Kaguya-sama: Love Is War Volume 1

Kaguya-sama: Love Is War Volume 1

Two cynical kids, the smartest in their class, are convinced that every couple has an imbalance of power. They like each other, but since neither wants to lose at anything, neither will be the first to admit their feelings. That’s the premise of Kaguya-sama: Love Is War volume 1 by Aka Akasaka, that “the one who falls in love first loses!”

The chapters revolve around the two scheming to force or trick the other into admitting interest. I found it read best in chunks, as too many of the short chapters at once made me want to wash my hands of the whole thing. They’re so manipulative, and the author seemingly takes glee in playing up their machinations, enabled by their superior intellects and elite status. But there’s an undercurrent of pity, too, as when Kaguya-sama walks to school for the first time in her life. (Normally, she has a chauffeur.)

The events they’re arguing over are often minuscule. Should they go to a movie together? Who will win when they play Old Maid? what does it mean to share a homemade lunch? That’s where the humor comes in, that such silly things have such high stakes for them.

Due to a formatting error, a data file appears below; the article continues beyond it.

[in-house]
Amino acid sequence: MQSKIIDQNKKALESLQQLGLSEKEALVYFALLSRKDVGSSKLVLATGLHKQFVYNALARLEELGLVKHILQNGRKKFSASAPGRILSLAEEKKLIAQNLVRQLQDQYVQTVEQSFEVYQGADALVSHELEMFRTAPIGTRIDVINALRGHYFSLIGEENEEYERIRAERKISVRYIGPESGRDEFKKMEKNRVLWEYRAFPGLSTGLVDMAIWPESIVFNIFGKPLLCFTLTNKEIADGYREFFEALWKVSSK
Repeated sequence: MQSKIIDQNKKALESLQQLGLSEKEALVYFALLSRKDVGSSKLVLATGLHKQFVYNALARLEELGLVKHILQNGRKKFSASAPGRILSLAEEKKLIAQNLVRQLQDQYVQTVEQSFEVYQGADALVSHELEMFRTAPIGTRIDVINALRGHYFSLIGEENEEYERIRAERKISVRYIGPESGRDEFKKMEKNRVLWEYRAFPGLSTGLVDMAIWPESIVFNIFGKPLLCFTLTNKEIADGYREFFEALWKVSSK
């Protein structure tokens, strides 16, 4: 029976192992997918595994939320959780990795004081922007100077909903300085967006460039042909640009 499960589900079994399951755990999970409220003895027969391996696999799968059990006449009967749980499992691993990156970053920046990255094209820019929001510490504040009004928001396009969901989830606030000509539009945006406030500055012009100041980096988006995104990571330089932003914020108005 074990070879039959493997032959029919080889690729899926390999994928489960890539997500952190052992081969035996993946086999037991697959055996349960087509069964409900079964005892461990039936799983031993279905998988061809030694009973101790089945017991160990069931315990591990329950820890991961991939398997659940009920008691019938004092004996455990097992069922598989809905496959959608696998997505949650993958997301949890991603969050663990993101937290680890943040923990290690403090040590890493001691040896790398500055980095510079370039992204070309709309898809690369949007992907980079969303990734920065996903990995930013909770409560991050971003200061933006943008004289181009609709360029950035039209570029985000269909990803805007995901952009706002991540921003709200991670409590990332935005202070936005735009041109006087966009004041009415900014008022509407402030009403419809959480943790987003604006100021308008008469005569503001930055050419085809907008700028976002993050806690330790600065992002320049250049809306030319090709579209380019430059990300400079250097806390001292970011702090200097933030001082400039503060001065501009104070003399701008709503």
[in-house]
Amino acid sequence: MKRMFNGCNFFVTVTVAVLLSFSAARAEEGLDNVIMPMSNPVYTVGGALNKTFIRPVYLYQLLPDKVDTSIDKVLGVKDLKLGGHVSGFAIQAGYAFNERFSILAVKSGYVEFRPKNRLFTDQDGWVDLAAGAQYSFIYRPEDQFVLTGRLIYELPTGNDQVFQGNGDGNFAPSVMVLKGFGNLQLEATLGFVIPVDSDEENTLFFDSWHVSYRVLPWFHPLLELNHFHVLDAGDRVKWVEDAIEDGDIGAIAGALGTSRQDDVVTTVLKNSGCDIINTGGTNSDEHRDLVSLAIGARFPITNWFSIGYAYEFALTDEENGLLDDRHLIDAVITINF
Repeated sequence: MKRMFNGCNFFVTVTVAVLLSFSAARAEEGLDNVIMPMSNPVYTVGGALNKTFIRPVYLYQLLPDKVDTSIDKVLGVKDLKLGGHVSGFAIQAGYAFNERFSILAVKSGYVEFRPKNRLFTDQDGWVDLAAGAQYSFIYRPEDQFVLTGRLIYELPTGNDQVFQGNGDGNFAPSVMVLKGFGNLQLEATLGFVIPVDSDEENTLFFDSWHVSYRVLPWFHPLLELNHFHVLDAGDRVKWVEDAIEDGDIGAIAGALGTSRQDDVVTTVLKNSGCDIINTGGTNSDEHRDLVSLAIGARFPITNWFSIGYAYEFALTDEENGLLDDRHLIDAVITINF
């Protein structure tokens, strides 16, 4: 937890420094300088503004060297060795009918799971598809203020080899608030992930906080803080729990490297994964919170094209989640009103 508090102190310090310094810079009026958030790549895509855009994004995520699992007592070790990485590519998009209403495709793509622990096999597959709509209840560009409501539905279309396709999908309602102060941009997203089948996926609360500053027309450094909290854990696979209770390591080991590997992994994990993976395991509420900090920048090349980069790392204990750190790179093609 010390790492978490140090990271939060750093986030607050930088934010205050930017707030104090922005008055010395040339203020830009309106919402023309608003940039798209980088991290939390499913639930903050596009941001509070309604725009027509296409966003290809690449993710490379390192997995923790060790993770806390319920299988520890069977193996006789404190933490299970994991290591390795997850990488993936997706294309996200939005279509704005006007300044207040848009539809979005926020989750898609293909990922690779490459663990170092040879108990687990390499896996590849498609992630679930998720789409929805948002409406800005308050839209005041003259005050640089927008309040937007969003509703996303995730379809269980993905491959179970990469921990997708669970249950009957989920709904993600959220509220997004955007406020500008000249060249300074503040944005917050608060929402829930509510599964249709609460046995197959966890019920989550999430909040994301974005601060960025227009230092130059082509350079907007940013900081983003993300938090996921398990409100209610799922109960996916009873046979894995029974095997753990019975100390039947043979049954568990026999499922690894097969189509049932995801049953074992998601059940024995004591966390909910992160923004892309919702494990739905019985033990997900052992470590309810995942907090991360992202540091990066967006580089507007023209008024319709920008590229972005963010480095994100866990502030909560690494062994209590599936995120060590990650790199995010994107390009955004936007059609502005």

I suppose this falls into the genre of “be careful what you wish for”. The two have seemingly perfect lives, but they’re mentally torn apart by having to maintain their facades and never display weakness. While readers might dream of having their advantages, there’s an undertone of “the simpler life is best; aren’t you glad you don’t have these worries?” embodied by their fellow student council member, a cute but average blonde “everyday person”.

Kaguya-sama: Love Is War Volume 1

I found the extent to which the characters would go to complicate simple things amusing in small doses, but I think it might pale quickly in future volumes.

Kaguya-sama: Love Is War is due out in comic shops on March 7 and bookstores on March 6. It can be preordered now from your local comic shop with Diamond code JAN18 2042. (The publisher provided an advance digital review copy.)

One comment

  • Kris

    The premise definitely seems interesting, but I can see why you said you needed to read it in chunks. I think I would enjoy the idea more if it was the theme of a chapter instead of the entire series, because I think trying to trick the other into admitting their feelings might get old after a while.

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